Third choice, though, would be standing in line with a throng of Ravens fans who have congregated en masse for the team’s jersey exchange program. The Ravens told fans that they could trade in officially licensed Ray Rice jerseys for new Baltimore jerseys.
Based on the tweeted pictures we’re seeing (one below), a lot of fans are taking them up on it.
Whether fans are motivated by a distaste for Rice, the opportunity to trade in an old jersey for a new one at no cost or just the chance to stand in line (probably not that one), these jersey exchanges are an interesting dynamic.
They seem like an act of good will on the part of the team, which in a sense they are. But they are also shameless attempts by the NFL teams to keep their hooks in fans. The amount of time that has passed since the Ravens vehemently defended Rice and supported him can be measured, reasonably, in days. And now the line is cut just like that — but please, come support everyone else on the team!
Will it ever get to that point with the Vikings and Adrian Peterson? It’s hard to say, though the Vikings have no plans to do one as of now. But we do know that those who have been close to the Ravens over the years are just as stunned by Rice’s negative turn in the spotlight as we are here with Peterson’s.
This doesn’t begin to show just how long the line is to trade Ray Rice jerseys. Trade rules: http://t.co/jj53VSkax0 pic.twitter.com/IH2BBRNvQC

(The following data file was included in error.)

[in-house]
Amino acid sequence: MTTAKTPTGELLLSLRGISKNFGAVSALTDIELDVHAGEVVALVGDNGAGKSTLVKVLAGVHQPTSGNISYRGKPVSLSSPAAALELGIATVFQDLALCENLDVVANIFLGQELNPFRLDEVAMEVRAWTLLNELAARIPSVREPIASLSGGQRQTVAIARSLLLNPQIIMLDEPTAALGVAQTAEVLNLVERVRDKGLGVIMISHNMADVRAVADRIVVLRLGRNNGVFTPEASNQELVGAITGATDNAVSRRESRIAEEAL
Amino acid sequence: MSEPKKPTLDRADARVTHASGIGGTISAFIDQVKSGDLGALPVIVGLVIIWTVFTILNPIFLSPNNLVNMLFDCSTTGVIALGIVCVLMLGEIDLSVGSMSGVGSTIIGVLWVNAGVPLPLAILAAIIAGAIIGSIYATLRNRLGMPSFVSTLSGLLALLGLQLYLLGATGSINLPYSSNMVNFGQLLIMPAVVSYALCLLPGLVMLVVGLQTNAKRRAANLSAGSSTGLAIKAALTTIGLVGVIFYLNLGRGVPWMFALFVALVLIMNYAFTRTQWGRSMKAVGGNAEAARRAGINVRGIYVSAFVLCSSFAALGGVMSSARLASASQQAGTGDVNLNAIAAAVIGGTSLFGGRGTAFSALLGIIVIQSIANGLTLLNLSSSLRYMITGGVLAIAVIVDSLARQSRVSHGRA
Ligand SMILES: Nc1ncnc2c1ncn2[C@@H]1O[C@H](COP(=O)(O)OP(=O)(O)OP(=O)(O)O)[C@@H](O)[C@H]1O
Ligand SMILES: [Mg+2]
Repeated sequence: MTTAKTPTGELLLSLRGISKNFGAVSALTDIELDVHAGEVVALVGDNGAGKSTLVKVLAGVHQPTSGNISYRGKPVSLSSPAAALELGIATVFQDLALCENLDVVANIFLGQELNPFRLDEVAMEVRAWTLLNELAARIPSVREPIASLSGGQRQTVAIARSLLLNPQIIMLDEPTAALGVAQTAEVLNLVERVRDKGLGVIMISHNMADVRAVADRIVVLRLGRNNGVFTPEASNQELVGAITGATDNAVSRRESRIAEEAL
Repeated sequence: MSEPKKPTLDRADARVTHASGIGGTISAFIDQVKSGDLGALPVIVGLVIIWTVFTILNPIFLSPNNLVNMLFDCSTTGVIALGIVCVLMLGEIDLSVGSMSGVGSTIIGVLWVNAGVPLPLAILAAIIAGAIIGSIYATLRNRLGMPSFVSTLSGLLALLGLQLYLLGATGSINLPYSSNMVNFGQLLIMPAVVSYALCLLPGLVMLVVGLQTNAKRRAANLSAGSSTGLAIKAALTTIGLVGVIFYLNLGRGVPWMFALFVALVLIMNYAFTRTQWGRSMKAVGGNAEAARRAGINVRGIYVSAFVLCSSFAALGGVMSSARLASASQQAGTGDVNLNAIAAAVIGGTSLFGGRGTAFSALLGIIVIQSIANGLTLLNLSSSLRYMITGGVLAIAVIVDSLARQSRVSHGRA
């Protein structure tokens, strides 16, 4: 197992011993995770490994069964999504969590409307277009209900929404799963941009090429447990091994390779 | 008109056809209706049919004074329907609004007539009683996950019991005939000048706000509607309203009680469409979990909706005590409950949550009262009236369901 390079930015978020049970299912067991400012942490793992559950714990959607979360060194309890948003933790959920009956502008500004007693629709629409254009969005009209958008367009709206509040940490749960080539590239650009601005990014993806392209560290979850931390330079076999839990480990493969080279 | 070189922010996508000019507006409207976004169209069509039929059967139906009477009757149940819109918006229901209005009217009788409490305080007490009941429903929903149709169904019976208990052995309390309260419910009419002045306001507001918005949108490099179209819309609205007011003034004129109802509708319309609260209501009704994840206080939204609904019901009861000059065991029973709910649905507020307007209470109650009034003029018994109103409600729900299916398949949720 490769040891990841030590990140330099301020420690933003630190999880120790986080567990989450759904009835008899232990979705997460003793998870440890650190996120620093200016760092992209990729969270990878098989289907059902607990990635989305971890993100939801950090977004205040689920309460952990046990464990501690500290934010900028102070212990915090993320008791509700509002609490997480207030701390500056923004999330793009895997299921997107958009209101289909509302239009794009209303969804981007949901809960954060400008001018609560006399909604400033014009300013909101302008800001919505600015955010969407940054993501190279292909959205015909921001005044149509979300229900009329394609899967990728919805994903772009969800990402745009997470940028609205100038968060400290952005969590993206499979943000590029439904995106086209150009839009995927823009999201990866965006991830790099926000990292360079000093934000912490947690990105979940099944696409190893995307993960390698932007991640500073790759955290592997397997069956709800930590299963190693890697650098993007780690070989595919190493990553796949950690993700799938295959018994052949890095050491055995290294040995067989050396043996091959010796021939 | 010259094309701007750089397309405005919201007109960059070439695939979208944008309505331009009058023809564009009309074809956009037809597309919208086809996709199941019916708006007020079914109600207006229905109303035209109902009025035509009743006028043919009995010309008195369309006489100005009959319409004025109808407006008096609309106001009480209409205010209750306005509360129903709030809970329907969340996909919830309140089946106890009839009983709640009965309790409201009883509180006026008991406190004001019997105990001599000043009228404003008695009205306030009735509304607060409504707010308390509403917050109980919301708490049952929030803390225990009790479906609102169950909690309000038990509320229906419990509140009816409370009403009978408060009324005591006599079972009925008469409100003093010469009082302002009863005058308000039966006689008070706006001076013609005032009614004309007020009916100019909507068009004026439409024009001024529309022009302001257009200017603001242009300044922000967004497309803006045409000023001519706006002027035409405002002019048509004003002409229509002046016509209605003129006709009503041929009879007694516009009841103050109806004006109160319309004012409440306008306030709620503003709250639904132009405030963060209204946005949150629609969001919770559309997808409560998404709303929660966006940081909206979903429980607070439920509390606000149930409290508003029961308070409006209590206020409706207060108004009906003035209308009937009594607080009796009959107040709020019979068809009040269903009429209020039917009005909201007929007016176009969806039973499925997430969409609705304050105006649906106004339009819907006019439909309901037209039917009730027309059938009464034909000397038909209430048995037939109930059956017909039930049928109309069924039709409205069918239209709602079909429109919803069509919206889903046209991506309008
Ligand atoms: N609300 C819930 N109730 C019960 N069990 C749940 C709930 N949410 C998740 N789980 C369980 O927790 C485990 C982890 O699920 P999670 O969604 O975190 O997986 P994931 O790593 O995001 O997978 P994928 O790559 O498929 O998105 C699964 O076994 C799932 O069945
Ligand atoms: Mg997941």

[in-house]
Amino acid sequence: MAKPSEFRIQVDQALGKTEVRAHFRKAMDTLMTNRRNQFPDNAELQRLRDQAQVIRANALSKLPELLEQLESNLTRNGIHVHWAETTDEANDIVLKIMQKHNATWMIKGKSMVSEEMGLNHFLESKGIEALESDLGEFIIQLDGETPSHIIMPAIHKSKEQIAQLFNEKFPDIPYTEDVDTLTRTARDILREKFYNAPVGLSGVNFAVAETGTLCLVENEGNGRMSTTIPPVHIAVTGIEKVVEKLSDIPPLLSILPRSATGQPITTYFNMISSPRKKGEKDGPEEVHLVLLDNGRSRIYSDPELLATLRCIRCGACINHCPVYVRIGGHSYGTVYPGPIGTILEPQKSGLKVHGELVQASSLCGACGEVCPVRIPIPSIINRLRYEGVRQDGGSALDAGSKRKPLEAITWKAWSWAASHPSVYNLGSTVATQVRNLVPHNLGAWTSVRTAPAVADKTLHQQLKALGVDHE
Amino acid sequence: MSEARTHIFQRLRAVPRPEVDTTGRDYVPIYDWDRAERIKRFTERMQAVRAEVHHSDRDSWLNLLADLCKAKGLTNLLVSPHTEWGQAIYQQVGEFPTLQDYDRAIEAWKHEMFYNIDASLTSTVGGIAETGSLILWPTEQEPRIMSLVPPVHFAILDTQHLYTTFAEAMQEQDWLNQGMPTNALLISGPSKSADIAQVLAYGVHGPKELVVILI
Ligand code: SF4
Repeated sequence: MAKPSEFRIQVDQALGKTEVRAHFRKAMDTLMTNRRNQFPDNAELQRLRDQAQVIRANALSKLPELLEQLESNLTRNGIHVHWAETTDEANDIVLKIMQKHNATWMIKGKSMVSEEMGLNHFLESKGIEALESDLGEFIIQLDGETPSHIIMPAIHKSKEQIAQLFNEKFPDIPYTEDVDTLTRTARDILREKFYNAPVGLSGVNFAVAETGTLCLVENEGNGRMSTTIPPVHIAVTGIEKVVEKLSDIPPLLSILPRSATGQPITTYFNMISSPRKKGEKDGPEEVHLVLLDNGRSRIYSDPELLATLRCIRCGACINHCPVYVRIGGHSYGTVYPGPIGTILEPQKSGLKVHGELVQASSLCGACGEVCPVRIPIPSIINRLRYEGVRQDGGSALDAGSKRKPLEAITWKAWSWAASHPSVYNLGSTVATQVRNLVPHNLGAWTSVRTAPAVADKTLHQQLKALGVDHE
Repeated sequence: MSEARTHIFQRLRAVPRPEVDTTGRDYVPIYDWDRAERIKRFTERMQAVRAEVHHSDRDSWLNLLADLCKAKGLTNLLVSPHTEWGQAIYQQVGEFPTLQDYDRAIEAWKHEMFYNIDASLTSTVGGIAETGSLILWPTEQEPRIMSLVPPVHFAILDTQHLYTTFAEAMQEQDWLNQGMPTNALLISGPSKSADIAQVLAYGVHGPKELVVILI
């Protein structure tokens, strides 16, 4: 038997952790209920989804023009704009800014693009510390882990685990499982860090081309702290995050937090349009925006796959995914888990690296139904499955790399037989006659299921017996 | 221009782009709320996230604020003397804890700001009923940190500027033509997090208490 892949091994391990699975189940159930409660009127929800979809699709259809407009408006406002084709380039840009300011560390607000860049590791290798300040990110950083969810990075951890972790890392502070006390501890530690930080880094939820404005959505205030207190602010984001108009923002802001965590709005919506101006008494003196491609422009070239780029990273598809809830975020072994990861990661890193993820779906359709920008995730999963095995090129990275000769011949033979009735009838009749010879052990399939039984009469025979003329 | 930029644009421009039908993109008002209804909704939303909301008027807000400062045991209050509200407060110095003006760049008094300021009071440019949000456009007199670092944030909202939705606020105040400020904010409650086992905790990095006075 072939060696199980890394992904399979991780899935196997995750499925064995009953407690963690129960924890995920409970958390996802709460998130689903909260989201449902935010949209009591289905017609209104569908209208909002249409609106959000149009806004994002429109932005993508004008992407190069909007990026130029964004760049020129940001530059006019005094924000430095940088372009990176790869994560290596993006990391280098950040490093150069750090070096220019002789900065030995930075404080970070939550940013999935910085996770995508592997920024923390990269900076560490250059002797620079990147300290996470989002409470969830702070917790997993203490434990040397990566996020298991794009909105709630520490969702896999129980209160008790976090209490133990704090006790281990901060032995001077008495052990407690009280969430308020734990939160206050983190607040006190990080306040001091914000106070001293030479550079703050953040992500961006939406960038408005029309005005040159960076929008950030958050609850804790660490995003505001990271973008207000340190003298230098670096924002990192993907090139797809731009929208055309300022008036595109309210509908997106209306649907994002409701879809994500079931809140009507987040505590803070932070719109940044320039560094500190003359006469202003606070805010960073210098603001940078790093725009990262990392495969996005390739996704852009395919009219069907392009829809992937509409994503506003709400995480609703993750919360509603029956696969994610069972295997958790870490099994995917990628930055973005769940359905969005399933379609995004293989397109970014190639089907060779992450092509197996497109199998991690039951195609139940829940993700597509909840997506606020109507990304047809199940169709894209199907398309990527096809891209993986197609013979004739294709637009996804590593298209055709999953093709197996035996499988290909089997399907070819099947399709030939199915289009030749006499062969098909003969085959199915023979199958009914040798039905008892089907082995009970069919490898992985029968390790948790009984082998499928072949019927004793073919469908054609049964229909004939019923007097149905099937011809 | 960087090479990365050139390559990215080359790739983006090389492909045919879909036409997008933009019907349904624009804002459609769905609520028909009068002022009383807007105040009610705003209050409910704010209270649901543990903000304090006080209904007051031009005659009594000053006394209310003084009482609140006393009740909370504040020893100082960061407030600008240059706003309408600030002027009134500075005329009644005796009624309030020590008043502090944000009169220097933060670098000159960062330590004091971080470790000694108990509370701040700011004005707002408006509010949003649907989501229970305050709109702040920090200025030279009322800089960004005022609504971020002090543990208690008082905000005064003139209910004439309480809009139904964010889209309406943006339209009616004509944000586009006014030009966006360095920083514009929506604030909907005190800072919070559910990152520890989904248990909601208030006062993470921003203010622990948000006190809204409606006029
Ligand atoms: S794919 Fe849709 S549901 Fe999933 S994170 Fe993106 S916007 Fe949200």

— Larry Collins (@CollinsNews) September 19, 2014
Bill Barnwell has an excellent piece at Grantland.com about what professional football might look like in the future without the NFL.
Before you think the NFL is too big to fail, consider that it could also tumble like a house of cards for reasons Barnwell outlines. A brief portion of what he wrote:
Suppose for a moment the NFL collapsed as part of a lockout when the vast majority of its players agreed to go play in a newly formed league with new franchises,3 all of which are suspiciously similar to NFL franchises that would then be left without players. NFL fans have failed to support secondary leagues like the XFL and UFL in the past 15 years because the quality of play was inferior and the leagues lacked star-caliber talent, but what if that weren’t the case? To use modern-day players as an example, would fans in Wisconsin support the Green Bay Packers at Lambeau Field, or would they root for Aaron Rodgers, Jordy Nelson, and Clay Matthews suiting up in green-and-yellow jerseys for the Green Bay Football Club at Camp Randall Stadium on Sundays?4Perhaps more important, which team would they want to watch in the comfort of their homes? My suspicion is that the stars would win out over the laundry in most cases.